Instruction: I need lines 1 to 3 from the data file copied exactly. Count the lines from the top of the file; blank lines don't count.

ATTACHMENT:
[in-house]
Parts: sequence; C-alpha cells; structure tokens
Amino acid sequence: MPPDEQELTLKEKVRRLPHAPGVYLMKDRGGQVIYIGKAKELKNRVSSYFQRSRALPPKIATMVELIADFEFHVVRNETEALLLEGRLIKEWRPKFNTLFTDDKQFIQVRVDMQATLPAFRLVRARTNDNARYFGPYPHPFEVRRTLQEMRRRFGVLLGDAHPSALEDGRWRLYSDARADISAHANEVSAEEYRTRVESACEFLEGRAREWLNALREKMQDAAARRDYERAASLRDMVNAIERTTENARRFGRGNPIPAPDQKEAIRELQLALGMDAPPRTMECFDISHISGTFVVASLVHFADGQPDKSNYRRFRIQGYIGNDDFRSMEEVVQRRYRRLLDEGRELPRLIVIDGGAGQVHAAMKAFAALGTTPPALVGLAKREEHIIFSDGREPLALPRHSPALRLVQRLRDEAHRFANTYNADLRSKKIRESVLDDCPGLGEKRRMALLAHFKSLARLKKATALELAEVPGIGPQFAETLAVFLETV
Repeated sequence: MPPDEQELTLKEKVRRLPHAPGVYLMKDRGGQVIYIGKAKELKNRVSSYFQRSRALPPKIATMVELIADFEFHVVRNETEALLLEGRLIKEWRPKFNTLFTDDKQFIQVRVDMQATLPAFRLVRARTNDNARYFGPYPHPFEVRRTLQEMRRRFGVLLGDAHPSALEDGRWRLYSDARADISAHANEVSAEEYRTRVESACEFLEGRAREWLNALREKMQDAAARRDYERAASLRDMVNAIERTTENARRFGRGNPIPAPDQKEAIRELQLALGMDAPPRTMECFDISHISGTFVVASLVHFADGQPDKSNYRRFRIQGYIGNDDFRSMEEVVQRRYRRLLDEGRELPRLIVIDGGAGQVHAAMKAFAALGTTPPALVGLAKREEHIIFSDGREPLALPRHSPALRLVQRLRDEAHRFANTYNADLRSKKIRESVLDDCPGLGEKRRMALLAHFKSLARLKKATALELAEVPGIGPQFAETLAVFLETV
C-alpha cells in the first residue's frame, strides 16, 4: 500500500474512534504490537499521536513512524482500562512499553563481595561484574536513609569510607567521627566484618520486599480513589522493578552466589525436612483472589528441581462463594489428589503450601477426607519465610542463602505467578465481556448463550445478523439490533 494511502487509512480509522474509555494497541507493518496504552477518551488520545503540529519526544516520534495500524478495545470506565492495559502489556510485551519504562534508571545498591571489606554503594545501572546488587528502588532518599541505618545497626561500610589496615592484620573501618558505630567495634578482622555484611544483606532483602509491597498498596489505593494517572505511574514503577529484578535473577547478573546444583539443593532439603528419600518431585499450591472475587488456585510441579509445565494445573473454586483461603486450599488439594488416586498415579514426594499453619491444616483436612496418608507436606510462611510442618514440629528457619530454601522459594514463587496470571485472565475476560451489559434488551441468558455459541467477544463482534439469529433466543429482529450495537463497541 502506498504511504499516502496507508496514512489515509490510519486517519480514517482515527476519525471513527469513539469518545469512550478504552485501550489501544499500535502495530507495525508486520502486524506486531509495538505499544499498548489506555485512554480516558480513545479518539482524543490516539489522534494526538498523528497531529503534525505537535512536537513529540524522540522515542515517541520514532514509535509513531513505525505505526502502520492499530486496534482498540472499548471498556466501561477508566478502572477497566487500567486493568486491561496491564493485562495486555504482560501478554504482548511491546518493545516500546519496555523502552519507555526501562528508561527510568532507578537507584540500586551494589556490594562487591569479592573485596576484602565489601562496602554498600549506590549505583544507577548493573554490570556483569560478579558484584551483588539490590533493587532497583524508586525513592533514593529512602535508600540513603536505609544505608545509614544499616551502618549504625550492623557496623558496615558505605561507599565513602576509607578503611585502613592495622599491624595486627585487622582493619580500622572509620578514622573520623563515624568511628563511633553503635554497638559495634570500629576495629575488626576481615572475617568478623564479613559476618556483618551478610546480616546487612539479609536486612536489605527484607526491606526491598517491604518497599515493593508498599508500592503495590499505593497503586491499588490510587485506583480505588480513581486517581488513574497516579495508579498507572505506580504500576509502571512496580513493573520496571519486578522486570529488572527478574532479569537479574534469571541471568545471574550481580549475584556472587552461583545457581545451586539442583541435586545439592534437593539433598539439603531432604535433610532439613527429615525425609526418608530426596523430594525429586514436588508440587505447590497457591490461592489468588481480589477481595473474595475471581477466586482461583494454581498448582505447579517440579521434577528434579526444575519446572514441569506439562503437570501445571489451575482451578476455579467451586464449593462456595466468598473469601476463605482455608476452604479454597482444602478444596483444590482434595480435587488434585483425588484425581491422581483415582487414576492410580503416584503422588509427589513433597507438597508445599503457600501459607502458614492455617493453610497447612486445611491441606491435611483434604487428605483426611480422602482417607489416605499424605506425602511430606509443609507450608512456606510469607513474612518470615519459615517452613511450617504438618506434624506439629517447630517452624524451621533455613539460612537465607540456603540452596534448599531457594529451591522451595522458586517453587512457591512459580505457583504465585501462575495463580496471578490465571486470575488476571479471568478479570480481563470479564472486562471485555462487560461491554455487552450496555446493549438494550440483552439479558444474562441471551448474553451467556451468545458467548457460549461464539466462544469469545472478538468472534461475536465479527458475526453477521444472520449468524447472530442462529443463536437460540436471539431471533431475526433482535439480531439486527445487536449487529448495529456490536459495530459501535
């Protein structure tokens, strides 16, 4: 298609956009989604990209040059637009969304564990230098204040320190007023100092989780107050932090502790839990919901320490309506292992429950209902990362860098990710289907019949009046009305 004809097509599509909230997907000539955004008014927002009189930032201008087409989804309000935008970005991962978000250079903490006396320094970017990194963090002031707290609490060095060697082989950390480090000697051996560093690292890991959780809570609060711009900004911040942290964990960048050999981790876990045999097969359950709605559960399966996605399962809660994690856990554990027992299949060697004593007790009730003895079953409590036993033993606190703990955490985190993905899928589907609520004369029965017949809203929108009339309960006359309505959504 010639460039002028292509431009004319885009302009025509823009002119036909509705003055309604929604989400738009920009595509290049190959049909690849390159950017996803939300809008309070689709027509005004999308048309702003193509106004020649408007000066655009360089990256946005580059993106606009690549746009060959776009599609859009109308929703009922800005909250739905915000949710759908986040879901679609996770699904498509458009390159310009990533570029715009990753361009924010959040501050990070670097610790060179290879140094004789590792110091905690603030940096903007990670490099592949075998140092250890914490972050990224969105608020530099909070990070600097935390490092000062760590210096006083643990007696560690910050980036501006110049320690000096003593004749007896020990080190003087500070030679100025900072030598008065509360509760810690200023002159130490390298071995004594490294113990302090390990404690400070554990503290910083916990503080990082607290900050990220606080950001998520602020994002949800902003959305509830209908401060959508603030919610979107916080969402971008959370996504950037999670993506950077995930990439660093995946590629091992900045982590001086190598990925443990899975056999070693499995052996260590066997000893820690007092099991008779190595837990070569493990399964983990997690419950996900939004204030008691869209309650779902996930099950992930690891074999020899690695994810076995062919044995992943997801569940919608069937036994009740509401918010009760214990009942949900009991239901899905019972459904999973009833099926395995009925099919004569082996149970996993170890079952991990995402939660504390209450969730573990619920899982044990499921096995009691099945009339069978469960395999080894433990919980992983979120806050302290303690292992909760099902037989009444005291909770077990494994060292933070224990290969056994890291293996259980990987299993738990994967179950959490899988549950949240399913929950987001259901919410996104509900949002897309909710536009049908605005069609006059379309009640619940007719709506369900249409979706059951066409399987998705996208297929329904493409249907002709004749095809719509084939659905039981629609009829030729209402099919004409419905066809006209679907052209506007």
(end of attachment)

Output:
[in-house]
Parts: sequence; C-alpha cells; structure tokens
Amino acid sequence: MPPDEQELTLKEKVRRLPHAPGVYLMKDRGGQVIYIGKAKELKNRVSSYFQRSRALPPKIATMVELIADFEFHVVRNETEALLLEGRLIKEWRPKFNTLFTDDKQFIQVRVDMQATLPAFRLVRARTNDNARYFGPYPHPFEVRRTLQEMRRRFGVLLGDAHPSALEDGRWRLYSDARADISAHANEVSAEEYRTRVESACEFLEGRAREWLNALREKMQDAAARRDYERAASLRDMVNAIERTTENARRFGRGNPIPAPDQKEAIRELQLALGMDAPPRTMECFDISHISGTFVVASLVHFADGQPDKSNYRRFRIQGYIGNDDFRSMEEVVQRRYRRLLDEGRELPRLIVIDGGAGQVHAAMKAFAALGTTPPALVGLAKREEHIIFSDGREPLALPRHSPALRLVQRLRDEAHRFANTYNADLRSKKIRESVLDDCPGLGEKRRMALLAHFKSLARLKKATALELAEVPGIGPQFAETLAVFLETV